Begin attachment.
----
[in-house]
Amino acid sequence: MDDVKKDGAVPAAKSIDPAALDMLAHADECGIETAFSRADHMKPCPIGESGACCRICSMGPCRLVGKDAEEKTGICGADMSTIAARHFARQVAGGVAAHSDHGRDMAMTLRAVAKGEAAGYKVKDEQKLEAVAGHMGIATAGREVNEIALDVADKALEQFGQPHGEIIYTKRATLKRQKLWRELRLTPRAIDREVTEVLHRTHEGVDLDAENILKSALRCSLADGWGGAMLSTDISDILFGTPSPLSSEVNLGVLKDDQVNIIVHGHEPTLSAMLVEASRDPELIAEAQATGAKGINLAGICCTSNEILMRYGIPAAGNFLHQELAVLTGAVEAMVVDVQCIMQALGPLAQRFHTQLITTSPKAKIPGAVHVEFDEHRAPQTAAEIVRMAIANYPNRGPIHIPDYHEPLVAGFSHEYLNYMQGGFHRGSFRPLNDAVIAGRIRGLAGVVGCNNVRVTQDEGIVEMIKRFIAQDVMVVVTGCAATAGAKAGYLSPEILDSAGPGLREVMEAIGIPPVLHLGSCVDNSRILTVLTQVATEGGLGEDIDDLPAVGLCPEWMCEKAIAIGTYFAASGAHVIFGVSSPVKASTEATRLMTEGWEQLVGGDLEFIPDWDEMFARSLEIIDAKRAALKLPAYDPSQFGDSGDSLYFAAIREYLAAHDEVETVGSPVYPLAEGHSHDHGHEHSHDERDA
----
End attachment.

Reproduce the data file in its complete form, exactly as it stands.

[in-house]
Amino acid sequence: MDDVKKDGAVPAAKSIDPAALDMLAHADECGIETAFSRADHMKPCPIGESGACCRICSMGPCRLVGKDAEEKTGICGADMSTIAARHFARQVAGGVAAHSDHGRDMAMTLRAVAKGEAAGYKVKDEQKLEAVAGHMGIATAGREVNEIALDVADKALEQFGQPHGEIIYTKRATLKRQKLWRELRLTPRAIDREVTEVLHRTHEGVDLDAENILKSALRCSLADGWGGAMLSTDISDILFGTPSPLSSEVNLGVLKDDQVNIIVHGHEPTLSAMLVEASRDPELIAEAQATGAKGINLAGICCTSNEILMRYGIPAAGNFLHQELAVLTGAVEAMVVDVQCIMQALGPLAQRFHTQLITTSPKAKIPGAVHVEFDEHRAPQTAAEIVRMAIANYPNRGPIHIPDYHEPLVAGFSHEYLNYMQGGFHRGSFRPLNDAVIAGRIRGLAGVVGCNNVRVTQDEGIVEMIKRFIAQDVMVVVTGCAATAGAKAGYLSPEILDSAGPGLREVMEAIGIPPVLHLGSCVDNSRILTVLTQVATEGGLGEDIDDLPAVGLCPEWMCEKAIAIGTYFAASGAHVIFGVSSPVKASTEATRLMTEGWEQLVGGDLEFIPDWDEMFARSLEIIDAKRAALKLPAYDPSQFGDSGDSLYFAAIREYLAAHDEVETVGSPVYPLAEGHSHDHGHEHSHDERDA